Vote Notes: Protecting Seniors’ Access to Medicare Act of 2017
Do you remember the death panels that Sarah Palin used to talk about?
Well, they’re still around...and we took a vote just last month to go ahead and put them to death, given practical and constitutional grounds that warranted doing so.
Indeed, the House passed legislation to repeal the Independent Payment Advisory Board (IPAB) by a vote of 307 to 111. I voted yes on the bill.
Here was my reasoning….
IPAB was created under the Affordable Care Act (ACA) to control Medicare costs. It allowed the board or the Secretary of Health and Human Services (HHS) to cut reimbursement payments for doctors and hospitals and to restrict benefits...without congressional approval. My main concerns with IPAB and the reasons I voted to repeal it were twofold. First, it was an improper delegation of authority to unelected bureaucrats. Second, the potential cuts could have hurt seniors by inadvertently rationing their health care.
With respect to the improper delegation of authority…our government is said to be “of the people, by the people, and for the people.” Indeed, Article I of the Constitution vests all legislative powers in Congress. Yet, under the ACA, a board of unelected bureaucrats was empowered to make changes to Medicare without direction from Congress. That is not the way our republican system of government is supposed to work. Rather, it is the people’s representatives in Congress that are meant to give them a voice and allow them to participate in the many policy decisions that impact them. This is even more obviously the case when it comes to major programs, such as Medicare.
Currently, Medicare provides health insurance to more than 57 million people. In 2016, spending for this one program made up 15 percent of the total federal budget, and that is projected to rise to 17.5 percent by 2027. Medicare is the third largest federal program behind defense and Social Security. It seems to me that both the Constitution and basic issues of fairness require congressional approval for any changes to this program.
As to the second matter, cuts to physicians and hospitals may have resulted in rationed health care for seniors. This is because lower reimbursement rates could push doctors out of the program, as it makes less and less economic sense to keep seeing Medicare patients. That would leave seniors with fewer health care options. Fewer providers could also mean seniors are not able to see their doctor when they need to. The board also had authority to pick and choose and deny treatments and medical services. Additionally, the IPAB process for determining when cuts would be made could have required significant cuts over a single year; that kind of abrupt change would be difficult for providers and their patients. All of this adds up to being counterproductive for getting seniors access to affordable health care.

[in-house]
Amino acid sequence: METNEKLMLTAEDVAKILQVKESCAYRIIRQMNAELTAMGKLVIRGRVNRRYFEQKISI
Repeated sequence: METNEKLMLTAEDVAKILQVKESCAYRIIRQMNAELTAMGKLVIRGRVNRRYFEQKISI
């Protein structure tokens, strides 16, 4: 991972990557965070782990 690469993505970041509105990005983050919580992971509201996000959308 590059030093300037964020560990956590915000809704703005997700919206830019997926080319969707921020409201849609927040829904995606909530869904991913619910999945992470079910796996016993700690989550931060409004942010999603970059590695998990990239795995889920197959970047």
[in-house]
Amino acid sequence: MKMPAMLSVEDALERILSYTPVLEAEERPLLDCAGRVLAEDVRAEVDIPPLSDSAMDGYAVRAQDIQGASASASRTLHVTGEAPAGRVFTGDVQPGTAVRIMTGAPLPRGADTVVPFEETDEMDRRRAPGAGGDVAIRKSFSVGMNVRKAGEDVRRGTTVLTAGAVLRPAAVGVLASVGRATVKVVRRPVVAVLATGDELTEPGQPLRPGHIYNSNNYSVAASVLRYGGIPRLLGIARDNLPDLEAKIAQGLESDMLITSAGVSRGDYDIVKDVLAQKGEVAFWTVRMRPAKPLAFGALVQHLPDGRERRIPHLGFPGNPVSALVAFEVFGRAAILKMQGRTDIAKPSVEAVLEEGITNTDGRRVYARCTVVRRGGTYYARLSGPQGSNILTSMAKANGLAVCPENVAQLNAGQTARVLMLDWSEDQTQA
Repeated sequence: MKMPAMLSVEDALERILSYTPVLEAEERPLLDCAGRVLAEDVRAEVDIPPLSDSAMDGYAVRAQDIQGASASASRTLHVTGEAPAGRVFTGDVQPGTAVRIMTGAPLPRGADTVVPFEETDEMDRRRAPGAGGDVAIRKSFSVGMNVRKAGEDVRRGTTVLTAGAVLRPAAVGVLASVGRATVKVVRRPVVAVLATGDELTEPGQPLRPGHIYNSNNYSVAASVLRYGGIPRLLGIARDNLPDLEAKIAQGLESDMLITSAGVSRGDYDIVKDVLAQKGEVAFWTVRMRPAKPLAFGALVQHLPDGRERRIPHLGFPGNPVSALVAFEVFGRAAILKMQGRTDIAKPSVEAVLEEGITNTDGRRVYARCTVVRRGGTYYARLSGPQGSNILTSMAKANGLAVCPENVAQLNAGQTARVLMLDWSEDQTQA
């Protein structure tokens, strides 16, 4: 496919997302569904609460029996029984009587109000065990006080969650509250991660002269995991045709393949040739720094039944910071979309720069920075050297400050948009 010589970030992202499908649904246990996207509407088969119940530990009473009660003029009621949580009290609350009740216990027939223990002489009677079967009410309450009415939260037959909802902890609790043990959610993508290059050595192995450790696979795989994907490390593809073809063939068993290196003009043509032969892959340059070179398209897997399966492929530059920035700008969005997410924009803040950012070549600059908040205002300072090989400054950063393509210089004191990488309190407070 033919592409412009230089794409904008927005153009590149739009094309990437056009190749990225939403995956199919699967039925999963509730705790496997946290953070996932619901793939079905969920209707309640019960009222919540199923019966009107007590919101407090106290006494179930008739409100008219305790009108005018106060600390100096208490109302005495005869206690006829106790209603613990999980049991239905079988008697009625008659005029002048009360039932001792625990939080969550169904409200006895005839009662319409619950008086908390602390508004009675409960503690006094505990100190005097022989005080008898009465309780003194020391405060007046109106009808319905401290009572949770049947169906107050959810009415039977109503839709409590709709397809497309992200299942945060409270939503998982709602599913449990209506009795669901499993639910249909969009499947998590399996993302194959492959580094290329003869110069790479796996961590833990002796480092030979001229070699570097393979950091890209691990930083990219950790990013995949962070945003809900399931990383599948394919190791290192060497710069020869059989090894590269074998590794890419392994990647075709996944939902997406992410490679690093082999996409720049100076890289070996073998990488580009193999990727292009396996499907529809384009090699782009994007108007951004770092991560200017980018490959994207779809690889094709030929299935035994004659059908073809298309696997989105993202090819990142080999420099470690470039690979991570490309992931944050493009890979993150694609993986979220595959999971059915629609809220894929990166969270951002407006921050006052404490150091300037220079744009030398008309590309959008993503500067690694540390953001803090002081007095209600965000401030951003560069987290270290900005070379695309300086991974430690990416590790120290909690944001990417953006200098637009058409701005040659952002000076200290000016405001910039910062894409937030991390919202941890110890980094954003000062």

Medicare is already under financial pressure, largely due to demographic factors and general rising health care costs. As baby-boomers continue to age, Medicare’s eligible population will double. The Trustees report from July indicates that the Hospital Insurance Trust Fund, which finances inpatient hospital coverage, will be fully depleted in 2029, this is only 12 years from now. If that happens, Medicare will not be able to pay 12 percent of what it owes. I believe Congress needs to address these sustainability issues sooner rather than later, because the longer these financial issues go unaddressed, the harder the choices are going to become. It is likely to mean some combination of benefit cuts, eligibility changes, cost-sharing increases, reductions to provider payments, and/or tax increases. Payroll taxes under the Federal Insurance Contributions Act (FICA), which fund Social Security and part of Medicare and which both employer and employee pay a part, are already 15.3 percent for those who make under $200,000 a year. So the point here is decisions that are tough now will only get tougher the longer Congress waits to act.
So, the bottomline is I believe Congress should address Medicare’s financial sustainability. The reasoning behind IPAB was legitimate in that regard, but the way in which it attempted to address the issue would come at a real cost to seniors in need of healthcare and the balance of power as outlined in the separation of powers by the Founding Fathers.